In a European context, silver has not reached its last peak of €32 per troy ounce since late April 2011. But in recent years, it has still been an adequate means of storing savings. Its average price for the period from 2014 to the beginning of the pandemic was 14 euros per troy ounce. Since then, it has increased by 60%.

When the euro-denominated silver Vienna Philharmonic debuted in February 2008, the silver it contained was worth €13 per troy ounce. Today, its value is almost twice as high – 22 euros per troy ounce.

When the euro-denominated silver Vienna Philharmonic debuted in February 2008, the silver it contained was worth €13 per troy ounce. Today, its value is almost twice as high—22 euros per troy ounce.

Over a longer time frame, since the creation of the single currency in 1999, the white metal has risen by an average of 9% per year. This result is despite the already-mentioned correction between 2011 and 2015.

Apart from the percentages, here are some interesting trends we are observing in the market. It makes sense to take them into account.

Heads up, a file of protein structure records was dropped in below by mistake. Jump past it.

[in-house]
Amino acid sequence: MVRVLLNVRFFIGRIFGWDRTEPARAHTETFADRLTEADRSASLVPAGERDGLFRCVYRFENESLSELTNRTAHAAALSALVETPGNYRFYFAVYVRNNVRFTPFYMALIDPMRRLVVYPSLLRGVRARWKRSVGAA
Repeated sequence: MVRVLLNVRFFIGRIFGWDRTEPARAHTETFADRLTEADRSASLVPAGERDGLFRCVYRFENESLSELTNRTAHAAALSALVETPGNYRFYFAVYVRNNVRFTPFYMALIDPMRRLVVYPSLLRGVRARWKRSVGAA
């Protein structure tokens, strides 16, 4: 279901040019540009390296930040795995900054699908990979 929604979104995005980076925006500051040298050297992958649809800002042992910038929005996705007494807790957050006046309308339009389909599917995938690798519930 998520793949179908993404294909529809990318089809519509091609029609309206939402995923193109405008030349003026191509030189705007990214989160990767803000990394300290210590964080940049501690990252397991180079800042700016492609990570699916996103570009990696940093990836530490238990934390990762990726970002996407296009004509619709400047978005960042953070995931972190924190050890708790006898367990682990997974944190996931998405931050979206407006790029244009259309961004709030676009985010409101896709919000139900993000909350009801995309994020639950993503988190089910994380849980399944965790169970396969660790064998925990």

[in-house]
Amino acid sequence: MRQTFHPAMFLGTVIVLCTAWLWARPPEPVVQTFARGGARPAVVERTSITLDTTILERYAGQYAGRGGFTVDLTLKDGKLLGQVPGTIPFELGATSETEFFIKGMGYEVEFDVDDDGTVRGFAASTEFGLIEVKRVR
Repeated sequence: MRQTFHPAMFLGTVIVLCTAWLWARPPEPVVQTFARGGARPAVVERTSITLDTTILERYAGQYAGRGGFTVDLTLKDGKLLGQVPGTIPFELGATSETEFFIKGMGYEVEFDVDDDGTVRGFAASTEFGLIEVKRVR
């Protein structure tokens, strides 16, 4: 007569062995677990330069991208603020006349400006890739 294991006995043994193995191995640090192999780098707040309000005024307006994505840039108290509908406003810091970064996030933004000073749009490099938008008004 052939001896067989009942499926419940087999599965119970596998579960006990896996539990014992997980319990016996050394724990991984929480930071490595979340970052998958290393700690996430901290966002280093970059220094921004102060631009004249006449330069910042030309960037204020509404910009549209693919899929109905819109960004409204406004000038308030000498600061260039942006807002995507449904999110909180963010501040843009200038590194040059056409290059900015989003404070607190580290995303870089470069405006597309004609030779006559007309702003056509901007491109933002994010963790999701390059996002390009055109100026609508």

Gold, Silver and Commodity Cycles

The price of silver moves in a similar direction to that of gold (the dollar correlation between them is 0.77 over the past quarter of a century). However, its market capitalization is ten times lower: 1.3 trillion dollars compared to 13 trillion dollars. Therefore, silver is more volatile; less funds are needed to affect its price. The latter is often beneficial. When precious metals rise, it is usually the rise in the price of gold that serves as the bow that shoots the silver arrow.

Since the turn of the century, gold and silver have risen following economic recessions, regardless of whether they have undergone a correction in their course. In the six months following each crisis from 1970 to today, the price of silver rose by an impressive 17.4% on average. It receives an impetus in two directions: from the increasing industrial demand and from the monetary phenomena in the economic system.